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New tool could help track climate change

By Anna Gaynor

Loyola assistant professor Ping Jing, PhD, deals with some pretty lofty topics: climate change, air quality, extreme weather events, and the movement of atmospheric waves, to name a few.

And now, with a $171,000 grant from NASA, she’s working to help people understand how all of those areas interact.

Jing was one of 25 researchers across the country to receive a NASA grant to create straightforward rating tools to measure the effects of climate change—and to look at the success of actions being taken to fight it. Her proposed Rossby Break Index will show how climate change can alter weather patterns and the atmosphere.

“The general public has learned that the impact of climate change on extreme weather events is that they are going to become more frequent and more severe,” said Jing, who teaches in the Institute of Environmental Sustainability. “But up until now, it is still not very well understood how this happened. Why we will have more droughts, heat waves, and flooding? How can we have both flooding and a drought?”

A complicated combination

Jing wants to look at the jet stream, which are the winds about six miles above our heads. For the most part, they are the ones that transport the earth’s surface weather systems. So, if a predicted morning thunderstorm doesn’t come until late afternoon—the jet stream is the one to blame for its late arrival.

“Our winds generally blow from west to east over North America, but they do not blow west to east in a straight line,” Jing said. “Instead, winds tend to take on a wavy shape.”

The jet stream currents move in something called Rossby waves—and Jing wants to see how climate change is affecting their shape. Sometimes these waves start dipping too far south or too far north. Much like an ocean wave that gets too high and breaks, these atmospheric waves can be pushed so far out of their normal path, that the wave breaks and creates an entirely new pattern.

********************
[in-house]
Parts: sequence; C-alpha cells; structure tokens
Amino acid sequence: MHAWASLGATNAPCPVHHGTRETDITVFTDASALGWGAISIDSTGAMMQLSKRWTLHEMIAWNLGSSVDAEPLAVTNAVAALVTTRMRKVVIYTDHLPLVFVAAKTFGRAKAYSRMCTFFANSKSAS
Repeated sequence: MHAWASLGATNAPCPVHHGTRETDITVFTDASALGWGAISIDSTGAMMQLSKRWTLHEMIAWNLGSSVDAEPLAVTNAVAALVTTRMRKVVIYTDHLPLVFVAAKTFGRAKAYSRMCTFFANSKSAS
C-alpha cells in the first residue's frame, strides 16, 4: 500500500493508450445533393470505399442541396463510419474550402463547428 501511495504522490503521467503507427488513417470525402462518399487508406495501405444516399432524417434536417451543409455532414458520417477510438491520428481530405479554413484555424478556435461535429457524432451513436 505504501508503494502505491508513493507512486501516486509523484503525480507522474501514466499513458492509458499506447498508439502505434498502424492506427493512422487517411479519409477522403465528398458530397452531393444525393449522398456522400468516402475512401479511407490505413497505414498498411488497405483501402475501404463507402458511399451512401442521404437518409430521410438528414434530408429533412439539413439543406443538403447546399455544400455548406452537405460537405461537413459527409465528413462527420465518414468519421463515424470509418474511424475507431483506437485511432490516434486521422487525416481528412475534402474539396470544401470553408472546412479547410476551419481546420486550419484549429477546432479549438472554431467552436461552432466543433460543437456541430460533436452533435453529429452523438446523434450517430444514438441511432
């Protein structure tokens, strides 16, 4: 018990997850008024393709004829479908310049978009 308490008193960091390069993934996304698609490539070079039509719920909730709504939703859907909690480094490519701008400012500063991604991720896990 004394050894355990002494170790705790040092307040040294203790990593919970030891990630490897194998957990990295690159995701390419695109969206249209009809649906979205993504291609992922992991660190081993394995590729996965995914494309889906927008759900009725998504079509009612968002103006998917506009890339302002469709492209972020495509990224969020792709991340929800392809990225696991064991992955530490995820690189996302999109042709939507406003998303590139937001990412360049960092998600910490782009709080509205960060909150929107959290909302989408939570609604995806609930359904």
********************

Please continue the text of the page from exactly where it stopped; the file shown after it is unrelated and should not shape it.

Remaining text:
“If there’s a change in the pattern of the Rossby wave, then there will be a change in the jet stream,” Jing said. “Then there will be a change to the surface weather pattern—so they are linked.”

In addition to weather events, Rossby wave breaking can lead to more high ozone events in cities with high elevations like Denver. This is because changes in air patterns aren’t just happening horizontally—the atmosphere is vertically dipping toward and away from the earth as well.

“Ninety percent of ozone is in the stratosphere—where it is considered to be good,” Jing said. “It’s protective because it absorbs UV [ultraviolet light]. But if you inhale ozone directly, then it’s bad because it’s a very strong chemical.”

Bringing change

By studying three decades of meteorological data, Jing hopes a better understanding of Rossby waves and their effect on weather and atmosphere will allow her to develop a simple color-coded index for high ozone days. For her, addressing climate change requires two approaches: mitigating the damage being done and adapting to what’s happening now.

“If we want to be prepared for climate change, how we are going to prepare for the future weather conditions is important—from a regional level to the local government level to perhaps an individual household level,” Jing said “Do we need to be preparing for more floods, more droughts, or both?

“That means structures need to be ready. That means that power lines need to be ready. That means people’s basements need to be ready. That’s my opinion, so I feel like my research results will help these decision makers to decide if this is necessary, and if this is necessary, then how we should prepare.”